The Carnegie-Stout Public Library has received a gift of $1,067,182.00 from the estate of James Arthur Mutschler. James Arthur Mutschler, known by his friends as “Art,” was born on November 19, 1919 in East Dubuque, the son of Arthur and Effie Mutschler. James’ grandfather owned a leather goods business in East Dubuque; his father was an accountant at Dubuque Boat and Boiler Works.
James enlisted in the Armed Forces during WWII. When the new recruits were in lines awaiting orders, an officer yelled out, “Who wants to be in the Marine Corps?” A boy behind Art yelled “I do!” and shoved Art forward, which is how he became a U.S. Marine. As one of the few and the proud, serving in the Marine Corps from 1944 to 1946, he was stationed in the Southwest Pacific as a communications specialist. His battle experiences included Okinawa and the Ryukyu Islands and were followed by service in post-war Japan. It was especially fitting that Art served in Japan during the post-war transition, as he was the epitome of a humanitarian, with a friendly, easy-going personality. Pictures of that time show him with a big grin and arms around Japanese people; he did not see himself as an occupier. He was a man with a big heart.
Art’s stint in the Marine Corps and his fine analytical mind were good preparation for his future career with the railroad. He began as an operator for the Illinois Central Railroad, primarily manning the stations at Portage (Galena) and the East Cabin (East Dubuque) during a 45-year career. There, Art exhibited his traits of reliability, integrity, and meticulous attention to detail. He received several commendations for safety when he noticed and reported things amiss as trains traveled past his post. He lived in a small home on Rosedale Avenue in Dubuque and walked to work – in East Dubuque – every day. He would set out about an hour ahead of time and, knowing the rail schedule, was able to take a shortcut across the railroad bridge.
He adopted many unwanted and abandoned pets over the years. His last dog was a cute Jack Russell terrier-type that was a constant companion. Art was a lover of classical music, the outdoors and was a conservationist with a passion for walking and hiking. When he retired, Art enjoyed using his life-time pass on the railroad to travel around the United States. He also traveled throughout the world.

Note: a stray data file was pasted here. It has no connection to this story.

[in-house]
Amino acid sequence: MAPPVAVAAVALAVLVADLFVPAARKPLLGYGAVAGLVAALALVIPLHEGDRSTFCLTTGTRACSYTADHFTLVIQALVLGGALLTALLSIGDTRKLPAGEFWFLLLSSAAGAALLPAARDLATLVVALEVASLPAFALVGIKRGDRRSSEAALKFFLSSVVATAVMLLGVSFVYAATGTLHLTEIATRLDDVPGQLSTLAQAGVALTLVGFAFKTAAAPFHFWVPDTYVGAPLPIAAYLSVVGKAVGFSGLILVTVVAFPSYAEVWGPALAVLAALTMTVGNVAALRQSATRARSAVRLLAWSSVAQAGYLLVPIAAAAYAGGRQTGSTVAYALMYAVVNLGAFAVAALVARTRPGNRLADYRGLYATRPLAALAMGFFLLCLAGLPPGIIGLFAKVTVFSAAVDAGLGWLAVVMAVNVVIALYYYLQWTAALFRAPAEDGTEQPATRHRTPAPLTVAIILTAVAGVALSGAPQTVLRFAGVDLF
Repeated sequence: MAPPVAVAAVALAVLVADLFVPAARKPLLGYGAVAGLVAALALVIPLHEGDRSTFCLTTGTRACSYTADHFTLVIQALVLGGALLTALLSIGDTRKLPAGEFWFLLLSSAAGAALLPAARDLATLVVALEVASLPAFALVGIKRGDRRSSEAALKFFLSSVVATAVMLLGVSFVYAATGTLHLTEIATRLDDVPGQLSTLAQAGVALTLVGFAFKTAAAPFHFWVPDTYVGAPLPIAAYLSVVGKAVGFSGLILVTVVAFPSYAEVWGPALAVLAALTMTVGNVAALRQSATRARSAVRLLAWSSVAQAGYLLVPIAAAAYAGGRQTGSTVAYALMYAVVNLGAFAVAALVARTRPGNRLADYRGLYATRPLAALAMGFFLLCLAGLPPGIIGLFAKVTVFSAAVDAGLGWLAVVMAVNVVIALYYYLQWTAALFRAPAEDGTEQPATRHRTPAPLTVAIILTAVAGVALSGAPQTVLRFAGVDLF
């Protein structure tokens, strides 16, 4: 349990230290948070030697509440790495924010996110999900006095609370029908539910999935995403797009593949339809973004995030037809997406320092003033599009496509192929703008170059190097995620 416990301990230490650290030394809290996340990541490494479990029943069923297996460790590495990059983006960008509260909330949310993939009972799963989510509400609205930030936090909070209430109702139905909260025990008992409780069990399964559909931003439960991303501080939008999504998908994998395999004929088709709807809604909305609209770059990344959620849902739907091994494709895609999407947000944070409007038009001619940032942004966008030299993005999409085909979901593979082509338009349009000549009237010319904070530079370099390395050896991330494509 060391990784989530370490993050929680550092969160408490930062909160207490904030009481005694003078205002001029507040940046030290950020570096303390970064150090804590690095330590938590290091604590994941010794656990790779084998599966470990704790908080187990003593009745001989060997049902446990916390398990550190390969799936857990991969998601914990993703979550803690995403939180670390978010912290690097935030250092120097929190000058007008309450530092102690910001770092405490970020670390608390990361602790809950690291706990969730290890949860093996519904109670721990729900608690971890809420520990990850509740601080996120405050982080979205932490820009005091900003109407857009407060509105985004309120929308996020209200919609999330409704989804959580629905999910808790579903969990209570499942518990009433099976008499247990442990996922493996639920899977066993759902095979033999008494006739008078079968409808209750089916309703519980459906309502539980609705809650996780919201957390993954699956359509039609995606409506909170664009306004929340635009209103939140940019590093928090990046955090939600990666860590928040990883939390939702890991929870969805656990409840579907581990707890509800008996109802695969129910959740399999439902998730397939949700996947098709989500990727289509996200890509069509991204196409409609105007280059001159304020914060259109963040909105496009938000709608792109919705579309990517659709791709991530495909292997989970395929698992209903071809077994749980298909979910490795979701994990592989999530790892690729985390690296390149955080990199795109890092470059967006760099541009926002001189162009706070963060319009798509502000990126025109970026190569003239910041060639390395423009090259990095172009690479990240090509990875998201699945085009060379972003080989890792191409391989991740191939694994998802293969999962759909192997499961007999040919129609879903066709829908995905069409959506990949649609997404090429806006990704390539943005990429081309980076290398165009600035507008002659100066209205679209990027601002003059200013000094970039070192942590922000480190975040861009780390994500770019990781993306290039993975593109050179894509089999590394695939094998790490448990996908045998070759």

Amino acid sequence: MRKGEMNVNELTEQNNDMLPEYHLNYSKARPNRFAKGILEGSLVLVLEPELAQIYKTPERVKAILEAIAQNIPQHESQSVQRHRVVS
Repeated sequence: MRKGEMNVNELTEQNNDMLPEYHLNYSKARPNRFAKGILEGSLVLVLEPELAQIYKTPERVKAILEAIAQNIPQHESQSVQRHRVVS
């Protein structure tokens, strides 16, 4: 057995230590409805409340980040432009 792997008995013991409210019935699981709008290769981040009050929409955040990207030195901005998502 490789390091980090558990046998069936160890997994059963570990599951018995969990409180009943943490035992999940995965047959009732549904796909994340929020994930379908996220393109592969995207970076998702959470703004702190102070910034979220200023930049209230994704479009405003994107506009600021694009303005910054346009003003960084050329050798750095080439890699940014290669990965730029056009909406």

Art was an avid reader and relished spending time at the Carnegie-Stout Public Library. He always read newspapers, magazines and checked out railroad books. He drove a truck and parked it up the street so that he could get in a good walk, and avoid paying parking meters. Library staff remembers Mr. Mutschler as a “dear man who always had a smile and a big hello.” He died one year ago this coming Sunday – March 25, 2011 at the age of 91.
He lived modestly, yet was a quiet and generous contributor to many conservation, art, literary, humane, historical, and progressive causes. Mr. Mutschler remembered his favorite organizations upon his death, leaving bequests to the Iowa Civil Liberties Union, the University of Iowa Foundation, and the Carnegie-Stout Public Library. The Library has a trust fund established in Mr. Mutschler’s name and plans to dedicate the funds to the expansion of library services. To this end the Library will embark on a community survey in the next month. Responses from Dubuque’s residents will be very important as we seek to evaluate the level of interest in expanding library services. Some people will receive a survey in the mail; please take a few minutes to complete it and return it in the stamped envelope that will be provided. For those who do not receive a survey in the mail, the Library will offer an online survey. Announcement of the date of the survey and when the survey will be launched on the library’s web site will be made in April.